Thirty five years ago when I was first learning how computers work and how to program them, I read of a program the US government had written to translate Russian to English and back. To test it, they fed it the English phrase âoethe spirit is willing, but the flesh is weak.â Then they fed the Russian translation back in. The re-conversion to English read âoeThe wine is good, but the meat is spoiled.â
        I figured that in the decades since their first efforts at machine translation, it would do a better job.
        I figured wrong. What came out of Google Translate was gibberish. It does a good job of translating single words; paper dictionaries have done this well for centuries. But for large blocks of text, it was worthless.
        When I first saw the Czech version I could see that it was, in fact, not a novel, but a stage play. I kept looking, and found an English language version translated by an Australian. Itâ(TM)s licensed under the Creative Commons, so I may add it to my online library.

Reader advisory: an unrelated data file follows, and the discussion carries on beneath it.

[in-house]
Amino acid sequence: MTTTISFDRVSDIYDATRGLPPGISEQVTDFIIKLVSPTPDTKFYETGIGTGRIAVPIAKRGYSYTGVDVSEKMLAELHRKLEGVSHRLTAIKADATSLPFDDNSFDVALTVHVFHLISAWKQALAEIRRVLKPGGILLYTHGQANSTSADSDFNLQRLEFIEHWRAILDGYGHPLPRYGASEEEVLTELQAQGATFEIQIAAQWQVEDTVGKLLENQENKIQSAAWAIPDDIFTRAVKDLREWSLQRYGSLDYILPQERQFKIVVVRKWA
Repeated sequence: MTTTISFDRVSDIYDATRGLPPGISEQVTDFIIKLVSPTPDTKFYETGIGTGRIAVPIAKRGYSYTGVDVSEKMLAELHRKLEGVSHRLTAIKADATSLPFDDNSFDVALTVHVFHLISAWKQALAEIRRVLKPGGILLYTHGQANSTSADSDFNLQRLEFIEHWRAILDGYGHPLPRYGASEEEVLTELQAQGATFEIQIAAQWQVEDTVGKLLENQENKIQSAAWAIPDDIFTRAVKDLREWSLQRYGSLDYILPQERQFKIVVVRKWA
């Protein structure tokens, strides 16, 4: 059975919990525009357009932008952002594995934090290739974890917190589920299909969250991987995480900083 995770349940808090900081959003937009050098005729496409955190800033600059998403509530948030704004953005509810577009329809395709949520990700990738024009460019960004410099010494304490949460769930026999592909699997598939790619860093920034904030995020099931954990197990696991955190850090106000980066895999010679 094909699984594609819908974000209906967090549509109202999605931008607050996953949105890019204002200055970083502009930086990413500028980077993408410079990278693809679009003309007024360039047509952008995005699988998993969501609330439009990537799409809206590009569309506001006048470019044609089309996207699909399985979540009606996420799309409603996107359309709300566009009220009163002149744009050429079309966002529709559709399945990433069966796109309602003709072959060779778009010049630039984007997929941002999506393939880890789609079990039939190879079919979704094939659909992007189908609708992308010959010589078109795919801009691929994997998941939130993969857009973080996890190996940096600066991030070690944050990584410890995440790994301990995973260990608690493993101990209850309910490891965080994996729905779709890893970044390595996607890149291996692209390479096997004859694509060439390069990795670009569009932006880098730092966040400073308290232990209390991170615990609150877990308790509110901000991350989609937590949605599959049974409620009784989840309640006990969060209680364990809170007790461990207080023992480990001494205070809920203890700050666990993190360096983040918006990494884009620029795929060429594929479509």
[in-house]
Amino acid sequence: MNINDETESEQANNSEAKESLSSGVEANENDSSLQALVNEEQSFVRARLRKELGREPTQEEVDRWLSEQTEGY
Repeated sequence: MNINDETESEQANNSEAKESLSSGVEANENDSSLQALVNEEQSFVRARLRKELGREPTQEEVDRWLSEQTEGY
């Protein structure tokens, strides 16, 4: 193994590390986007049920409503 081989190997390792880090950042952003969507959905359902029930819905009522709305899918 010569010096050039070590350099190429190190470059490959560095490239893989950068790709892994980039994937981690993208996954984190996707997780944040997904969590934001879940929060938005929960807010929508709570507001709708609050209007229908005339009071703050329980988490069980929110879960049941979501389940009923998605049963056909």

Wikipedia informed me that the play was written in 1920, and a man named Paul Selver translated it into English in 1923. So I searched Gutenberg for âoePaul Selverâ and there it was! However, it was in PDF form. Right now Iâ(TM)m at the tail end of converting it to HTML.
        After reading it I realized that this story was the basis for every robot story written in the twentieth century, and its robots arenâ(TM)t even robots as we know robots today. Rather, they were like the âoereplicantsâ in the movie Blade Runnerâ"flesh and blood artificial people. That movie, taken from Philip K. Dickâ(TM)s Do Androids Dream of Electric Sheep? would have actually been a sequel to R.U.R., had R.U.R. ended differently.